# What is a Principal Component Analysis – Tutorial & Example

Smaller data sets make analyzing our data much easier and faster, being easier to visualize and to explore our data. Thus, the main idea of the PCA (Principal Component Analysis) is to reduce the number of variables in a data set, while preserving as much information as possible.

In this tutorial you’ll learn about the PCA meaning and the steps to perform the Principal Component Analysis with an example.

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## What is a Principal Component Analysis (PCA)?

Principal Component Analysis (PCA) is a mathematical algorithm which’s objective is to reduce the dimensionality of the data while retaining most of the variation in the data set.

This reduction is accomplished by identifying several directions, known as principal components, which have the most variation in the data. Thus, by using a small number of components, each sample can be represented by a few numbers instead of by a large group of them.

## PCA Step by Step with Example

There are several steps involved while creating a PCA. Let’s dive into it.

### Step 1: Standardize the Data Set

Let’s say we have a data set like this one, with 4 variables and 4 features:

In this first step, the aim is to standardize the range of the continuous initial variables in our data set so that all of them contribute equally to the analysis.

This is done applying the standardization formula you can see below:

\(\large z = \frac{Value\:-\:Mean(μ)}{Standard\: Deviation(σ)} \)

For each feature, the mean and the standard deviation would be:

Once the standardization of the data set is done, all the variables will be transformed to the same scale:

### Step 2: Calculate the Covariance Matrix for the Features in our Data Set

In this step we want to see if there’s a relationship between the variables in our data set, if they are correlated to the point that they provide us redundant information.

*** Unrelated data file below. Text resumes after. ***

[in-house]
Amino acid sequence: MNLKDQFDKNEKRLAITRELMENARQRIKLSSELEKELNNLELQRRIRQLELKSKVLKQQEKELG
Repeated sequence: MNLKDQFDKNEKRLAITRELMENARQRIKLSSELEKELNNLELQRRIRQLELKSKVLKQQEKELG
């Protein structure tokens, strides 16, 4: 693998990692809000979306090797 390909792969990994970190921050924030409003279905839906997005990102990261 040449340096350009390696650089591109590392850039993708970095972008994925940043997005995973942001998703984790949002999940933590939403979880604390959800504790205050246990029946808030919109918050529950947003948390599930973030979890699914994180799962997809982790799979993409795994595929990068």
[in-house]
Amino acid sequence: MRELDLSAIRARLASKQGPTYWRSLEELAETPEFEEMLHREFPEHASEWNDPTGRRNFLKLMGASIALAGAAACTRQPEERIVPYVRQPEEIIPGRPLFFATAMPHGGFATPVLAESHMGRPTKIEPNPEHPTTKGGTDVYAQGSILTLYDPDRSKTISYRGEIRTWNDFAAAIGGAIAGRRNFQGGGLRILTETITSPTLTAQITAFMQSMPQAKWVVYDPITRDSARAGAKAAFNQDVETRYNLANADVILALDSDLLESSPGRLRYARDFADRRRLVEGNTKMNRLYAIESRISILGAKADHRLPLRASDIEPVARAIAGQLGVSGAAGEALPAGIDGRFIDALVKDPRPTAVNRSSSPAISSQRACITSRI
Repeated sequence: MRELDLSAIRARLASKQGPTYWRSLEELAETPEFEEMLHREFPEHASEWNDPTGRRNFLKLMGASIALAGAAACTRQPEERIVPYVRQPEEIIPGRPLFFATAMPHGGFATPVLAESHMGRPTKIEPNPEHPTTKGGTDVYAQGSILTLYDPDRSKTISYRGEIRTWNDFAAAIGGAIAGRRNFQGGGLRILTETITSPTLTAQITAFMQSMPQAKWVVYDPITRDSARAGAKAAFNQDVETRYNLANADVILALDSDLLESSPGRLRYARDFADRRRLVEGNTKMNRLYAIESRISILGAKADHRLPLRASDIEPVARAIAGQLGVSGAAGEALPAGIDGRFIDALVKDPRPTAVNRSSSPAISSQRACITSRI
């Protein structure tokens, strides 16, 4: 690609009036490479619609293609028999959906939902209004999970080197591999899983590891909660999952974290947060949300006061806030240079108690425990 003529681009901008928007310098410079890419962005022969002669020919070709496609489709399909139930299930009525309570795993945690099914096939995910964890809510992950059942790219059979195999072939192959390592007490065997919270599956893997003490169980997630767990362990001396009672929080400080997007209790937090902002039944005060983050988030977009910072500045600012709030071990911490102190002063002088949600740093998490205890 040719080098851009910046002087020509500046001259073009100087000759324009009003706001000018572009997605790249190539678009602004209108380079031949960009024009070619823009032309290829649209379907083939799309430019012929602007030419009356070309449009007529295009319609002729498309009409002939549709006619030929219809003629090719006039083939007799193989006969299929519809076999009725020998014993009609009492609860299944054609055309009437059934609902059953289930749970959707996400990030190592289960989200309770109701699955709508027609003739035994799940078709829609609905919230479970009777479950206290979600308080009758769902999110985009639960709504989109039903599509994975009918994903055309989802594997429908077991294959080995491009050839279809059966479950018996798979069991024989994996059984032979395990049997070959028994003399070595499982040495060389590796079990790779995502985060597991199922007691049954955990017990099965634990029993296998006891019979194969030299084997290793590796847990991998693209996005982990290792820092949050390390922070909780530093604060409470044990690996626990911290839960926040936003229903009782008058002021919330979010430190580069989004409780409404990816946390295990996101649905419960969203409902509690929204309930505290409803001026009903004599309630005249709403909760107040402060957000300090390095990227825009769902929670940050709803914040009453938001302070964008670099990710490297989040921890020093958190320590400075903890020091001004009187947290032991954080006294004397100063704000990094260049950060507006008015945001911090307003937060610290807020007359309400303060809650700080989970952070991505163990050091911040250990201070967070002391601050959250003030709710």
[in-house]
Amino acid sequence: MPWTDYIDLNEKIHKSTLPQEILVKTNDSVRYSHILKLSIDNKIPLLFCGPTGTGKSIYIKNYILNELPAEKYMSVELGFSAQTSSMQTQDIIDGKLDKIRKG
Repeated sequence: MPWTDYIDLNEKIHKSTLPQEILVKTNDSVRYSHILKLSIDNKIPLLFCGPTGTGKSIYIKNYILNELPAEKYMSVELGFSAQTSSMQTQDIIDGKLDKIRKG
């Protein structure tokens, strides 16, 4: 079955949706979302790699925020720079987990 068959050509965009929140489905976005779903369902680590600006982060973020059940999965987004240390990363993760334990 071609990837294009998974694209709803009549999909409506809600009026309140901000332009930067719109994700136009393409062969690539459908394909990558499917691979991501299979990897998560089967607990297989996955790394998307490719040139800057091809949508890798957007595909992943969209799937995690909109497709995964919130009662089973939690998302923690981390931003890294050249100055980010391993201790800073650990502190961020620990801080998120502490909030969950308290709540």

In order to see if these correlations happen, we will calculate the covariance matrix for the whole data set using the following formula:

\(\large Cov(x,y) = \frac{\sum_(x_i – \overline{x}) \ast (y_i – \overline{y}) }{N}\)

The covariance matrix defines both the spread (variance) and the orientation (covariance) of our data. For our data set, the covariance matrix will be like this:

The covariance of a variable with itself is its variance (var), and that’s why we can see the variances of each initial variable in the main diagonal. Also, since the covariance is commutative (cov(x1,x2) = cov(x2,x1)), the entries of the covariance matrix are symmetric with respect to the main diagonal.

The result covariance matrix will be:

If covariance turns to be positive, it means that the two variables are correlated: both increase or decrease together.

If it has a negative result, it means that they are inversely correlated, which means that one increases when other decreases.

### Step 3: Calculate the Eigenvalues and the Eigenvectors of the Covariance Matrix

This step allows us to identify the principal components. These “principal components” are new variables which are constructed from the initial variables as linear combinations.